And that, I think, points to how Brooks simply missed the mark in the film. It’s not that Hitchcock is above parody. I think he’s ripe for it. The near obsession with Freudian psychoanalysis and easy psychological explanations (like in Psycho and Marnie), the visual trademarks, the wrong man element, and far more are sitting there in Hitchcock’s work, waiting for someone to come along and twist them to comedic ends more obvious and outrageous than Hitchcock took them in his own work. Brooks seems to have approached the idea like a sketch show writer would have if given a week to come up with something to fill five minutes of screentime.

I wouldn’t go so far as to call the film bad, but its satirical intent is way off from its execution. Brooks didn’t seem to know how to make fun of Hitchcock’s work in a way that would actually sting. Instead, he ends up falling into mimicry with mixed results. The larger sin is the first half, though, where the film alternates between dragging and being not particularly funny for long stretches. On the whole, there’s some light entertainment to be had, especially on the back end, but Brooks missed the mark overall.

Rating: 1.5/4

8 thoughts on “High Anxiety”

  1. Eh, it’s amusing. As you know, Brooks and Hitchcock met to discuss various possible gags, so it may be that Brooks didn’t want to go too far and offend Hitchcock. But the title song is pretty cool.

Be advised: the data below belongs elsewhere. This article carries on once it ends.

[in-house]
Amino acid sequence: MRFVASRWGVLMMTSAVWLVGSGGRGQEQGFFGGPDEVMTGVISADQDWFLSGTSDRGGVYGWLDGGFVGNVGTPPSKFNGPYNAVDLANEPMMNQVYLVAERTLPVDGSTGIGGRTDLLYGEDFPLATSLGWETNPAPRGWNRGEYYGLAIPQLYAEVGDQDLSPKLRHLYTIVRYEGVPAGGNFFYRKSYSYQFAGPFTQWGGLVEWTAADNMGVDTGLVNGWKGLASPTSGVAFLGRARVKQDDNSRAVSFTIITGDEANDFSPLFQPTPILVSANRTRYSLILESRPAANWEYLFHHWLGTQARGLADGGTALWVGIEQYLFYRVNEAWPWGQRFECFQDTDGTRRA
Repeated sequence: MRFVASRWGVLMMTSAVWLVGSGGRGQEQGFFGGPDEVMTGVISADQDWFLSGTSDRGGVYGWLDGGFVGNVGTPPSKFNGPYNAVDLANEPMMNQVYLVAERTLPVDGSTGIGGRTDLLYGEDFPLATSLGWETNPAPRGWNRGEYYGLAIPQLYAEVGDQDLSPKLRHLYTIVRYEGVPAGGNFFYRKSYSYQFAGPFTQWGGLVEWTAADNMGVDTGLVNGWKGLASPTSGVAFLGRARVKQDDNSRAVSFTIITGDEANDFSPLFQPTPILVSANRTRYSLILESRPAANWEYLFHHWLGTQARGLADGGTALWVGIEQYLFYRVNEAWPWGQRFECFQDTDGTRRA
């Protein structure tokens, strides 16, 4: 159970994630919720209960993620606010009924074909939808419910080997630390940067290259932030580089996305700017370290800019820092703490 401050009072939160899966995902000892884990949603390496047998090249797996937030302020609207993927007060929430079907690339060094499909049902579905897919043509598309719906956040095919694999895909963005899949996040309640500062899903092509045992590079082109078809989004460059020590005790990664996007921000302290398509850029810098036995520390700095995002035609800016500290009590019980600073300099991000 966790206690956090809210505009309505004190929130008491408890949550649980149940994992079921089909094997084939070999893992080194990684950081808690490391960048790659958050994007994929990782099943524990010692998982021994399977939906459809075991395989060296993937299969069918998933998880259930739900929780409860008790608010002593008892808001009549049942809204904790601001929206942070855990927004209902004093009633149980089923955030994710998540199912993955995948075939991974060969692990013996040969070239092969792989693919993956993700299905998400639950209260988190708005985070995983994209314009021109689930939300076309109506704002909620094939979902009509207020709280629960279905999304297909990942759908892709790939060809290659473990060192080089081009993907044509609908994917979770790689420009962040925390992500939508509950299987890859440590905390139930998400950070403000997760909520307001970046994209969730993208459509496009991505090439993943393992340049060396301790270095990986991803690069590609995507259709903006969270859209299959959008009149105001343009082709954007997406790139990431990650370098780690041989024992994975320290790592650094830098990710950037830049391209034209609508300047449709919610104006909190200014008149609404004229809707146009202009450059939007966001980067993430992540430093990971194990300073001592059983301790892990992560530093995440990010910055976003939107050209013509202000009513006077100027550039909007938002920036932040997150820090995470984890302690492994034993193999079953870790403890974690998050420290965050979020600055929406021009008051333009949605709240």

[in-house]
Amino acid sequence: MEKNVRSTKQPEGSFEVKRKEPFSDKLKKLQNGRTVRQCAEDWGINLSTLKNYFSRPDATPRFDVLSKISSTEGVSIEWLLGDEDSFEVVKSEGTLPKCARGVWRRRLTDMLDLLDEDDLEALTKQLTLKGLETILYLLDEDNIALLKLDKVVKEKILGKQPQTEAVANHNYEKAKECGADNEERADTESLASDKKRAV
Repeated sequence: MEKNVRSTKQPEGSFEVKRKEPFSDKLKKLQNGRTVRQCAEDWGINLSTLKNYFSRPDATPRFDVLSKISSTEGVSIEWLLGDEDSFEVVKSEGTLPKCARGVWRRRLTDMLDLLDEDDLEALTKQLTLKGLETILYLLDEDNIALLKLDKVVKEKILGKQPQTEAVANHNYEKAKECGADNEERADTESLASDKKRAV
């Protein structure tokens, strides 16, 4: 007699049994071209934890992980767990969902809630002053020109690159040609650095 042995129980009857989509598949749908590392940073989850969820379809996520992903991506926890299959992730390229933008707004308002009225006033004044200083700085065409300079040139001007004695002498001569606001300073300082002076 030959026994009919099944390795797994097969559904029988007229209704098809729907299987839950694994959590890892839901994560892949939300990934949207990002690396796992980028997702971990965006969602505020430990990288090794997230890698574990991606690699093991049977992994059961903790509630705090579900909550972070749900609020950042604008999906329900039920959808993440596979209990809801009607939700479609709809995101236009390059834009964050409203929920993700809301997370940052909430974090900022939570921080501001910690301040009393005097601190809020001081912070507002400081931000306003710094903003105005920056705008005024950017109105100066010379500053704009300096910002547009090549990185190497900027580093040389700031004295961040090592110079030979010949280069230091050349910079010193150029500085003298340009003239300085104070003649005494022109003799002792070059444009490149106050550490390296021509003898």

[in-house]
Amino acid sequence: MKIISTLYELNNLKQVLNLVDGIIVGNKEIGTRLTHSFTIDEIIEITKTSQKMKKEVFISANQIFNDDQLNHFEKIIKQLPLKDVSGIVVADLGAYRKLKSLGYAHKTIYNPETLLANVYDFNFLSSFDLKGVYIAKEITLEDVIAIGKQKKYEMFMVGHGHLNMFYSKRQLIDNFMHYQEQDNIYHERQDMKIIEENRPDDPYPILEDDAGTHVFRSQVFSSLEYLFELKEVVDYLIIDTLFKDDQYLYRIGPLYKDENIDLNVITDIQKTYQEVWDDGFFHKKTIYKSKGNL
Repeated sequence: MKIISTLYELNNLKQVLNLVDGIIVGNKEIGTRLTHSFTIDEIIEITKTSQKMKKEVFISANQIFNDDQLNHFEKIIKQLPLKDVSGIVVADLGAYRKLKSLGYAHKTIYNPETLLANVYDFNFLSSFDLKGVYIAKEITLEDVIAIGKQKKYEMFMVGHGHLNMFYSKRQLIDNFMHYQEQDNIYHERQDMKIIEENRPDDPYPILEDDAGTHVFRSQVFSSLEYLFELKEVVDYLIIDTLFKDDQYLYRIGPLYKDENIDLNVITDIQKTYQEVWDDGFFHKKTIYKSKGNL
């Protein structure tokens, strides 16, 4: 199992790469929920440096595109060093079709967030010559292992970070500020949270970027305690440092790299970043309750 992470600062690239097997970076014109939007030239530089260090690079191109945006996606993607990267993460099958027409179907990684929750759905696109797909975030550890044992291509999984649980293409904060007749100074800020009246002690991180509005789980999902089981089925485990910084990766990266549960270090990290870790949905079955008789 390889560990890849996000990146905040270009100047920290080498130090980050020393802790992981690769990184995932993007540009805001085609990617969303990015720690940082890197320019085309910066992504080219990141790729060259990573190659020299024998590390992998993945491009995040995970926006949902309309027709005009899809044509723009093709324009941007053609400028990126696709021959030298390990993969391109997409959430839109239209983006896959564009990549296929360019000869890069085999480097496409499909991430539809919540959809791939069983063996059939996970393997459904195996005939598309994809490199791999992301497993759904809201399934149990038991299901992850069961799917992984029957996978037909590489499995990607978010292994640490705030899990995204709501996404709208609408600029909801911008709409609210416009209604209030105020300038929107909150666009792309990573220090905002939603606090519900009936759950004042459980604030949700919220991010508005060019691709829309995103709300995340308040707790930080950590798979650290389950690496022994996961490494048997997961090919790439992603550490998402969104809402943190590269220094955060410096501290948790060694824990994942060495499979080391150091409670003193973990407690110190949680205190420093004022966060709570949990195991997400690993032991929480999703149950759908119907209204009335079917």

2. Mel Brooks is not Zucker/Abraham/Zucker.
    Honestly, I just want him to be more Mel and Less ZAZ, as you said this doesn’t work as a parody or a comedy.

    I think it comes down to the writing but in this case it also comes down to the characters. All the best Mel Brooks movies have characters that are likable and we get to know them. The humor arises naturally out of these characters and the things that go wrong for them. High Anxiety doesn’t do that, neither does the Silent Movie. His successful movies do


    1. Yeah, this is why I wish Brooks had continued on a different route after The Twelve Chairs. I love both Blazing Saddles and Young Frankenstein, but the model that formed the rest of his career was something he wasn’t really great at. He’s not a gag-a-second kind of comedian. He was a storyteller with a wonderful sense of humor who got shoehorned into the gag-a-minute racket, and he met so much success with it for so long that it seems like he forgot everything else.